The Lion’s Heartbeat

When people think of lion dancing, the last thing that comes to mind would probably be the music behind the lion’s movements. In fact, during performances, the audience rarely concentrates on the musical instruments – the focal point of the lion dance is the lion. Honestly, I think this should be changed. Drumming is an art form in itself. It’s just as hard as learning the lion dance movements. A lot of people who learn drumming after learning the lion movements get discouraged easily because of this difficulty. Not only do drummers have to continuously play the beats, they have to look after the lion and adjust the music according to the situation. Basically, the music is what keeps the dance alive – it is the lion’s heartbeat.

When I first started lion dancing, I didn’t get to go under the lion head. Before I was able to learn the lion’s movements, I needed to be able to play the cymbals first. Playing the cymbals is a lot easier than playing the drum for most people. I was able to learn the cymbal beats pretty quickly, so my Sifu decided to teach me drumming too. The first thing I learned was the “proper” way to hold the drum sticks. I was taught to hold it gently with my thumb and index finger, like this:

Picture taken from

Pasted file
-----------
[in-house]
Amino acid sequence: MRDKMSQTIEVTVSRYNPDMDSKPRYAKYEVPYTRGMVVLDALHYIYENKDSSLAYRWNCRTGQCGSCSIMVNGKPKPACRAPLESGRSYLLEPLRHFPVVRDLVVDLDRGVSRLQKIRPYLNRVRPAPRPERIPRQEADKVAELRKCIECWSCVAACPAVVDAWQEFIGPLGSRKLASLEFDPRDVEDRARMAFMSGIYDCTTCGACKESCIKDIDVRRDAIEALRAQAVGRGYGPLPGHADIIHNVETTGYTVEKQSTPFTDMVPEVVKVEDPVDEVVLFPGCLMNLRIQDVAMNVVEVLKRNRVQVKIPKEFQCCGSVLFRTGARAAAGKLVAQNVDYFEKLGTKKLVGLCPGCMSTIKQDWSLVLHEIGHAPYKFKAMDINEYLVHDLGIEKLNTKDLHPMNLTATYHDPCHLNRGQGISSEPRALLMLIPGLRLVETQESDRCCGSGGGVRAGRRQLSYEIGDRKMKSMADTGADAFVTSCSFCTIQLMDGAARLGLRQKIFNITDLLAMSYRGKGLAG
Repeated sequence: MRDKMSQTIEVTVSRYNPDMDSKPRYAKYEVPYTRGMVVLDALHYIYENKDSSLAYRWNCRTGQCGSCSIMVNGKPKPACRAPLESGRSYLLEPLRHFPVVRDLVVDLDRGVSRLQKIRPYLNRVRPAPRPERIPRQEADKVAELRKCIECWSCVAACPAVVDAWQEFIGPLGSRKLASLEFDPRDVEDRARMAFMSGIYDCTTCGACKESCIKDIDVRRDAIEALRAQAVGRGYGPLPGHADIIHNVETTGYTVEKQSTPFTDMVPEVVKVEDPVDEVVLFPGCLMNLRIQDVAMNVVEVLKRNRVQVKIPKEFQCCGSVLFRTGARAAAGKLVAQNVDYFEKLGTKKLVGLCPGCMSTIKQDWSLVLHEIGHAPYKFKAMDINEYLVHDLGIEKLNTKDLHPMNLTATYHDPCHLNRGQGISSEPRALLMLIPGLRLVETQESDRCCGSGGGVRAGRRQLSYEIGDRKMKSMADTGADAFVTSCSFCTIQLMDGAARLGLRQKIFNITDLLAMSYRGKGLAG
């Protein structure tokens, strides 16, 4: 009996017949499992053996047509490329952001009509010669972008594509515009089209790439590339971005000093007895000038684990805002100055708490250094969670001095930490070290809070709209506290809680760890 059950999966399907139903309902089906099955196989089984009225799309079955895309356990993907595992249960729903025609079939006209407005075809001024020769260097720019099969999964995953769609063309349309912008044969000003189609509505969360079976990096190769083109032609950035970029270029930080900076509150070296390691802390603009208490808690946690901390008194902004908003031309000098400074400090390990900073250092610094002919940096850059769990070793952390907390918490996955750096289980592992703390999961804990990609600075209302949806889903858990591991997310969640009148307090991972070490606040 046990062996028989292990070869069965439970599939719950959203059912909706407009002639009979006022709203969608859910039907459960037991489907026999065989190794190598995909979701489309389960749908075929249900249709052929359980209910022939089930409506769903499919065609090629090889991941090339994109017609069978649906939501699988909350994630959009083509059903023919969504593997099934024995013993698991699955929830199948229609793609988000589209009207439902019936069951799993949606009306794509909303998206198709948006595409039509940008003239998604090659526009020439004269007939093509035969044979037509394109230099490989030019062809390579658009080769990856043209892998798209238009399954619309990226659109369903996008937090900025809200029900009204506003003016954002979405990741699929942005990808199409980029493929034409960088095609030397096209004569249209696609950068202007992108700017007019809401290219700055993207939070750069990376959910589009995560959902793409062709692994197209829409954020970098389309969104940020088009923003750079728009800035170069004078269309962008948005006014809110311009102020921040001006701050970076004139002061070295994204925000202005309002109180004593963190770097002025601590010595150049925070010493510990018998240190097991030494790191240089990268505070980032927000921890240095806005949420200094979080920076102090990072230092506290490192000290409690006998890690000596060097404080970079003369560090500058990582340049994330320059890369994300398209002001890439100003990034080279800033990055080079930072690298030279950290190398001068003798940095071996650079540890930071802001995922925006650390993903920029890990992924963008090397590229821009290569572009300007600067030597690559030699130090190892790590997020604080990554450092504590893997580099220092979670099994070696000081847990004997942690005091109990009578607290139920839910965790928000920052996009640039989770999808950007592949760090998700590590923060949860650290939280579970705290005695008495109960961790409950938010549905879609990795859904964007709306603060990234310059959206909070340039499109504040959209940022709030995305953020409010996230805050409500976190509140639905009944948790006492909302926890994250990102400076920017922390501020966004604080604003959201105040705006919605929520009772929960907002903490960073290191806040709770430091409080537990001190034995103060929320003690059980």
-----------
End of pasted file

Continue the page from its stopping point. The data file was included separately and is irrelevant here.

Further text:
Just kidding.
But actually, that’s exactly what I was told to do. The drum sticks should be held with the thumb and index finger. The three remaining fingers just acts as extra support. Both the thumb and index finger must grip the drum stick quite well, or it will go flying into the audience as the performance begins.

Although this was taught to me as the proper way to hold drum sticks, there are actually other techniques. For example, some people like to hold them similar to how they hold a hammer. This technique is quite apparent in some old kung fu movies that feature lion dancing, where the drummer is shown holding the drum sticks quite firmly with all fingers.

After I was taught the proper way to hold drum sticks, my Sifu proceeded to teach me the basics of the Choy Li Fut lion dance drum beats. They are actually a bit a different than the traditional Fut San lion dance beats*, although there are some similar elements in it.

For the southern Chinese styles of lion dancing, there are quite a bit of drumming variations. They correspond with the different lion dance styles that have emerged from various kung fu families. Some examples of these include Hung Ga and Jow Ga.

Hok San lion dance drumming is almost completely different than Fut San lion dance drumming. There are some similarities, but a lot of the beats represent a real heartbeat. This concept is quite hard to explain, but a video should help.

Notice how often the drummer transitions into a “doong doong” beat, which represents a heartbeat. You can see the drummer moving his arms in circular motions as he drums this beat.

I’m pretty sure there are many other styles of lion dance drumming that I’ve never heard of. Please leave a comment if you know of some!

*There is a proper term for traditional Fut San lion dance drumming. I’ve forgotten what it was though!

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